Edible East End Schoolyards
"If Americans would choose seasonal food grown through sustainable techniques by local farmers, if we would serve caring meals at the family table rather than scarfing Happy Meals in the minivan, we would restore family values, transform our communities and stabilize the environment. We would also enjoy ourselves more." Alice Waters (Restrauteur, slow food advocate and originator of the Edible Schoolyard concept over fifteen years ago)
When Alice Waters introduced the idea of Edible Schoolyards more than fifteen years ago it was more about bringing families and communities back together. She saw the negative social impacts of fast food. The health impacts of a life based on packaged and processed food was still yet to be determined. Today two out of three children are obese! 61% of overweight 5-10 year olds already have at least one risk factor for heart disease and 26% percent have two or more risk factors. Less than 25% percent of adolescents eat the recommended five or more servings of fruits and vegetables each day. We can no longer ignore these statistics and the direct correlation with diet.
How a child learns about food and what he eats in the first ten years of life will determine lifelong habits. Edible Schoolyards not only teach healthy eating habits but they use the process of growing food to teach science, math, art and incorporate just about every discipline.
At the Hayground School in Bridgehampton, one of the pioneers of an Edible Schoolyard on the East End, they have been growing their own food for years. They have a separate building called "Jeff's Kitchen", which was built from the dream of late founder and parent Jeff Salaway. This building is home to an industrial kitchen where teachers, parents and children gather to prepare, study and cook meals. Aside from academics, many important life lessons are taught by the Edible Schoolyards; from healthy eating habits, respect for the land and how and where your food grows, to the importance of sharing and creating "gatherings" with friends and family around the food.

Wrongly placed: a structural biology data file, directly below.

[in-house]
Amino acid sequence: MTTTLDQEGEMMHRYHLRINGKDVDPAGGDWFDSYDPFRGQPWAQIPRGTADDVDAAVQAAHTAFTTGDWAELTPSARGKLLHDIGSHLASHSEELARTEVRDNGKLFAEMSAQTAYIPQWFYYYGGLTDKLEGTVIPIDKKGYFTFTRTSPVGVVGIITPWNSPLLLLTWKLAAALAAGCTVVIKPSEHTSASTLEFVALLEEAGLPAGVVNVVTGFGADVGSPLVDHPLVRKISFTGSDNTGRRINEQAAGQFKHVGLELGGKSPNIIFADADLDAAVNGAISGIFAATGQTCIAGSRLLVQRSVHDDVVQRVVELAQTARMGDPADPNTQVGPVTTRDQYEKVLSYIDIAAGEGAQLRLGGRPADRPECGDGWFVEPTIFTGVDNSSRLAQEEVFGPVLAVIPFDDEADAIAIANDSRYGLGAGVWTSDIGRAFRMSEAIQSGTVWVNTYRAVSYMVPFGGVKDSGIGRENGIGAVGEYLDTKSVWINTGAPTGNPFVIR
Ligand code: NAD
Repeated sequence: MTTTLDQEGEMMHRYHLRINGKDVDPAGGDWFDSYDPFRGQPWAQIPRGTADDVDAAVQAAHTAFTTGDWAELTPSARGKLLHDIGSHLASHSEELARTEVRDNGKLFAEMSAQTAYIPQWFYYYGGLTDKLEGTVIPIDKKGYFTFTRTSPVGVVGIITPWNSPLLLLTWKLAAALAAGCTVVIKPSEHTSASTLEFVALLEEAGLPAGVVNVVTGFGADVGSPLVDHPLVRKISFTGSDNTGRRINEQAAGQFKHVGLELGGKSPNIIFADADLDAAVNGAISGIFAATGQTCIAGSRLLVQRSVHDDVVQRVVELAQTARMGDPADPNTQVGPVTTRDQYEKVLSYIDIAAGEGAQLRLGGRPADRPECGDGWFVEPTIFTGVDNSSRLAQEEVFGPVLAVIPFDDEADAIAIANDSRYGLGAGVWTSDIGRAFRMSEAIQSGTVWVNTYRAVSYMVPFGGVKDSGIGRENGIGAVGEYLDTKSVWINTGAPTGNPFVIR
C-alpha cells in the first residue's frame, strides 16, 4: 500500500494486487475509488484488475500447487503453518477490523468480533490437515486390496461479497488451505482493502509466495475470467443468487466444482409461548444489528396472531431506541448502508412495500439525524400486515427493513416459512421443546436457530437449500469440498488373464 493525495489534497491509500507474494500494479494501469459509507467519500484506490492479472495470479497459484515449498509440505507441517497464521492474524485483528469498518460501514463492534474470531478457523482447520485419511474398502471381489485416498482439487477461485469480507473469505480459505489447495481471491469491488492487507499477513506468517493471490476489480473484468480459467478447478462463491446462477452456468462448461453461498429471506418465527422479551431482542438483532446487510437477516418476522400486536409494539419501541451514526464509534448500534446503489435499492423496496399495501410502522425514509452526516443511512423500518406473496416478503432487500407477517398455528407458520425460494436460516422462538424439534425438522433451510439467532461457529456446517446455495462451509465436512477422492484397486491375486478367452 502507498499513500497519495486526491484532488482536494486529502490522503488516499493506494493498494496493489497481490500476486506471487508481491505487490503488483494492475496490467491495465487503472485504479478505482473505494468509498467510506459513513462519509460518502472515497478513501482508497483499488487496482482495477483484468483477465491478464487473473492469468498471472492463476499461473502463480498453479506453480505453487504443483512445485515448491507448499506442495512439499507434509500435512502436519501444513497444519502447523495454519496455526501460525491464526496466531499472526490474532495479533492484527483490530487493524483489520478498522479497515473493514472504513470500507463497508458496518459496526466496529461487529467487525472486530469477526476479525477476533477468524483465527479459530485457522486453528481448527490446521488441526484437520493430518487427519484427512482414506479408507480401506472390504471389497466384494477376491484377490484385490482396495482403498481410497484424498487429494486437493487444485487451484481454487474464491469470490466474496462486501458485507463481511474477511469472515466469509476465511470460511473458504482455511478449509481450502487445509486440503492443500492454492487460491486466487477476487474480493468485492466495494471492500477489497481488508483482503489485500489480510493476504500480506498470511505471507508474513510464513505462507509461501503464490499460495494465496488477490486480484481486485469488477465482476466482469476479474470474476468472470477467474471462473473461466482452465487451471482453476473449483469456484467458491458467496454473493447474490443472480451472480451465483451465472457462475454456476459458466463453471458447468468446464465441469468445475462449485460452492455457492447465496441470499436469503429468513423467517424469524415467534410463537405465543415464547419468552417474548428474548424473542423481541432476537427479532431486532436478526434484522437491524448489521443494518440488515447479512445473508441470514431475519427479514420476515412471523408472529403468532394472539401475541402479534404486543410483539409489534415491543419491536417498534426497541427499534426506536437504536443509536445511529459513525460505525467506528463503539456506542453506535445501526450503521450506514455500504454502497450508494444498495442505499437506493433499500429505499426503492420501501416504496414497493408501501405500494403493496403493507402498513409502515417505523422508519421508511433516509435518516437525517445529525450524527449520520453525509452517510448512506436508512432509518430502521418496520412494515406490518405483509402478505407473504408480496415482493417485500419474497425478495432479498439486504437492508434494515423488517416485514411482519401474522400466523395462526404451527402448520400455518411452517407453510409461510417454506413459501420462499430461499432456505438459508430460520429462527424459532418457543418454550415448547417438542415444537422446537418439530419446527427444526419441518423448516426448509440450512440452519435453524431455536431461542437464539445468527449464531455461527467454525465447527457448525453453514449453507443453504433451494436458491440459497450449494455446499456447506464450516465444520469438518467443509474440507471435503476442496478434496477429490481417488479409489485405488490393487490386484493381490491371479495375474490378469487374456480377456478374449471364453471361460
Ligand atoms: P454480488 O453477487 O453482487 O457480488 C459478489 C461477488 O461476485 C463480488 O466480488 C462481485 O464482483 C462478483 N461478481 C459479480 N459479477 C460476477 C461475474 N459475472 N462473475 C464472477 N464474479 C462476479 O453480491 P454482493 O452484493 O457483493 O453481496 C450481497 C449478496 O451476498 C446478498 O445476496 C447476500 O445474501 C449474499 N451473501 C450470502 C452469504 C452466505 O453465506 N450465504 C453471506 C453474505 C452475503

Surprisingly, it has been stated across the country in various press, that Edible Schoolyards are considered by some to be an interruption to the school curriculum. We at ecoeastend.com find this sad and shocking! Despite what the rest of the country is thinking, students, teachers and parents at nearly all of the schools (both public and private) on the East End of Long Island have embraced this idea with passion and enthusiasm.
The newest member to the Edible East End Schoolyard community is the Tuckahoe School in Southampton. Here is a blurb taken from the last newsletter sent home to families....
"Tuckahoe awarded Grant for Organic Community Garden! Health, savings and education grow in gardens! The garden committee at Tuckahoe is creating excitement with the proposal for a new organic community garden. The program is designed to create a garden for families and the school community to grow their own vegetables. Our students benefit by being part of the holistic experience of planting, nurturing, preparing and eating healthy food. Children will learn to understand the connection between food and land and help to instill an understanding of sustainable living. The garden will provide opportunity for interdisciplinary instruction, hands on activities, classroom integration, real life experience and community service opportunities. We plan to use the garden for consumption, as well as, an outdoor classroom to educate our students about agriculture, nutrition and healthy habits. This will bring health to the school and community and also bring families closer..." - Deborah Becker.
Stay tuned to our website www.ecoeastend.com where we will be doing a regular feature on Edible East End Schoolyards- one school at a time.